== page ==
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I'm a n00b in Python Pandas.

I want to do a particular aggregation / grouping / cross-tab but I know so little of the terminology that I don't even know how to look this up.

But here's what I want.

Say I have a table like this

Bob, Oranges,  5
Bob, Apples,  10
Bob, Bananas, 12
Tim, Oranges,  3
Tim, Apples,  20
Tim, Bananas,  5

I want to groupby fruit to find the total for each type of fruit. But produce another field containing a string which has the details sorted by their value in another column.

So I want an output something like this.

Oranges,  8, "Bob(5), Tim(3)"
Apples,  30, "Tim(20), Bob(10)"
Bananas, 17, "Bob(12), Tim(5)"

Where the string aggregates the values from the names column in a list sorted by the associated numeric value.

I know that there isn't something out of the box to do this, but what is this kind of operation or aggregation or pivoting (where you take one of the columns and turn it to be "horizontal" if that makes any sense) actually called?

How would I go about implementing it in Pandas functions?

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Say you have a dataframe of your data in this format:

df = pd.DataFrame({
    'name': ['Bob', 'Bob', 'Bob', 'Tim', 'Tim', 'Tim'],
    'fruit': ['Oranges', 'Apples', 'Bananas', 'Oranges', 'Apples', 'Bananas'],
    'num': [5, 10, 12, 3, 20, 5]
})

You can perform a groupby on fruit and aggregate the sum of the num field. After that you can apply a function on your aggregated dataframe that leverages values from your non-aggregated data like so:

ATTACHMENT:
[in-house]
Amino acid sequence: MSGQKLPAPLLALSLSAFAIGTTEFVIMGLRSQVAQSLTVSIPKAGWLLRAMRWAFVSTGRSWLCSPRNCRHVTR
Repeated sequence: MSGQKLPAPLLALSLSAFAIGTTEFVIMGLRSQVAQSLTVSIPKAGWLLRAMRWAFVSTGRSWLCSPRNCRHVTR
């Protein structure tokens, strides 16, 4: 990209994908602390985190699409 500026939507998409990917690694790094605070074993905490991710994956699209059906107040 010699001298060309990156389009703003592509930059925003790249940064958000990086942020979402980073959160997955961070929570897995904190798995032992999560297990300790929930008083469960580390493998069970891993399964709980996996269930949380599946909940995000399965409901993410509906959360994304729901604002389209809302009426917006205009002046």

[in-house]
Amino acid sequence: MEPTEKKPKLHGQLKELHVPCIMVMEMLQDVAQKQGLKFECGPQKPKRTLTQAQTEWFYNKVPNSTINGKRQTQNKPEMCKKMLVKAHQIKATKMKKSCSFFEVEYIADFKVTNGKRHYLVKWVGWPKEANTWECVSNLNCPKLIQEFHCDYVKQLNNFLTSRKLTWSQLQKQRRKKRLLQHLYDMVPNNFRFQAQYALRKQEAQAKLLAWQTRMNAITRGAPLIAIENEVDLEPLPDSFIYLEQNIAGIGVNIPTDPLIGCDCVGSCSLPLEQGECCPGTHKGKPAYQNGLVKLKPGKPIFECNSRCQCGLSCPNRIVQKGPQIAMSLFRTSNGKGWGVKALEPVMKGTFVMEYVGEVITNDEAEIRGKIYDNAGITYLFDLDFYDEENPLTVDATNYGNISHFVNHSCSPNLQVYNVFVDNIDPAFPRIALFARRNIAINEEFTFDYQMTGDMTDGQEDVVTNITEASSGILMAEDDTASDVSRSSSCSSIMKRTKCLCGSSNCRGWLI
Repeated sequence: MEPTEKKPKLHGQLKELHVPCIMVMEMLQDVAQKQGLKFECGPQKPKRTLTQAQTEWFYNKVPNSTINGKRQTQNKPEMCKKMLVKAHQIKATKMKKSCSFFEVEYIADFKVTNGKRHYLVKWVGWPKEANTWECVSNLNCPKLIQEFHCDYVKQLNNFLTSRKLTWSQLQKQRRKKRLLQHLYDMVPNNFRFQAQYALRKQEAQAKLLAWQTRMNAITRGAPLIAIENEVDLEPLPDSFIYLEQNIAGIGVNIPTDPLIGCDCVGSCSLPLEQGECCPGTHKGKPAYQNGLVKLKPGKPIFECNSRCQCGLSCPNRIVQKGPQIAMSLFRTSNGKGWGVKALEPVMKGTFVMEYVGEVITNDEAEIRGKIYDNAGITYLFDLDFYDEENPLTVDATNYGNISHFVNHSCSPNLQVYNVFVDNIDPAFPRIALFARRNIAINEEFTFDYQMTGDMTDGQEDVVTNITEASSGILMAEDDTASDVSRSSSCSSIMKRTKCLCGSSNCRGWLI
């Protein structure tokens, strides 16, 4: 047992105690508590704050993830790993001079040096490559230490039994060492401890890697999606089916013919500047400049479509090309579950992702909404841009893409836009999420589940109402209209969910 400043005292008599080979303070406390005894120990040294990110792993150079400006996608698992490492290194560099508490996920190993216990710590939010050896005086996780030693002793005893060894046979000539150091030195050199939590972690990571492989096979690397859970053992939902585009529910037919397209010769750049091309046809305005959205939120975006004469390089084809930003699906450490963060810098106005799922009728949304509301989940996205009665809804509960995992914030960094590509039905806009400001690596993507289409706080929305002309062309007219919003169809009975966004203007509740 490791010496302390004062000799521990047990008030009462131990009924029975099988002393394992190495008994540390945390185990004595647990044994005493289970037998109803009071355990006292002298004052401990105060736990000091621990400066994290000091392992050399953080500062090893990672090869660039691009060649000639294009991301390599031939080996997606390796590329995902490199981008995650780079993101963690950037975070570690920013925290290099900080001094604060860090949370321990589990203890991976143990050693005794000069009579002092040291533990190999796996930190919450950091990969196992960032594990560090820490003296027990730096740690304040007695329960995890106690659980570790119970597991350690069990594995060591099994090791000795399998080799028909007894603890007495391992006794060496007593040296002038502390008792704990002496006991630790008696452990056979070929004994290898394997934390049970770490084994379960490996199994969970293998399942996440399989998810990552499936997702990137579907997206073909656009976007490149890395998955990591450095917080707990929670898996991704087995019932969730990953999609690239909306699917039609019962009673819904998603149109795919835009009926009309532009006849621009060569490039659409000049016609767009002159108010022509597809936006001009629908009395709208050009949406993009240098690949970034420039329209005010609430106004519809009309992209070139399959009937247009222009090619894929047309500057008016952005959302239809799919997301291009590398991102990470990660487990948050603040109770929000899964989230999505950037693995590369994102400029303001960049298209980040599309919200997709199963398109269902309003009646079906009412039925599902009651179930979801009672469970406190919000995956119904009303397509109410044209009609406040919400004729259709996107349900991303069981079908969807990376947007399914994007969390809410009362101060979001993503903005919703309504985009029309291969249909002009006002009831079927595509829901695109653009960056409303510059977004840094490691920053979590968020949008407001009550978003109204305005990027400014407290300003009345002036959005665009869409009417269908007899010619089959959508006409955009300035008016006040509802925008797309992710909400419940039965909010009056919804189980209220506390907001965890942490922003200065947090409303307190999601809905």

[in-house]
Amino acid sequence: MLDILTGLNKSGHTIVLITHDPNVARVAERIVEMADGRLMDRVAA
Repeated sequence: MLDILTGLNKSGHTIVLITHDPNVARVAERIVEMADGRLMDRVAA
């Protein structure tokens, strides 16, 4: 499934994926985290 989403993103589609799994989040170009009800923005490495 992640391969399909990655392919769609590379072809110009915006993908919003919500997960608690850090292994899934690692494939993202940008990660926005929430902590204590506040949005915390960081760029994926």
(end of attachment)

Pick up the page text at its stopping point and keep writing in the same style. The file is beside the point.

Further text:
df_agg = df.groupby('fruit').sum()
df_agg.reset_index(inplace=True)

def desc(x):
    d = []
    for idx, row in df.loc[df['fruit']==x].sort_values(['num'], ascending=False).iterrows():
        d.append(f"{row['name']}({row['num']})")
    return ', '.join(d)

df_agg['desc_str'] = df_agg['fruit'].apply(lambda x: desc(x))

This gives you the following df_agg that you are looking for:

    fruit   num desc_str
0   Apples  30  Tim(20), Bob(10)
1   Bananas 17  Bob(12), Tim(5)
2   Oranges 8   Bob(5), Tim(3)
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  • $\begingroup$ Thank you. That is some deep black magic which I'm going to need to study to try to get my head around. But it seems to work. $\endgroup$
    – interstar
    Dec 19 '20 at 23:02
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    $\begingroup$ It might look daunting at first - if you're unfamiliar with some of the steps I would take a look at how to use the .apply() function with a lambda in pandas (the last line of code). Very useful tool in pandas data analysis. $\endgroup$ Dec 19 '20 at 23:04
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Does that work for you?

df.groupby(["fruit","name"]).num.sum().unstack().assign(suma = lambda x: x.sum(axis = 1))

Returns:

name    Bob Tim suma
fruit           
Apples  10  20  30
Bananas 12  5   17
Oranges 5   3   8
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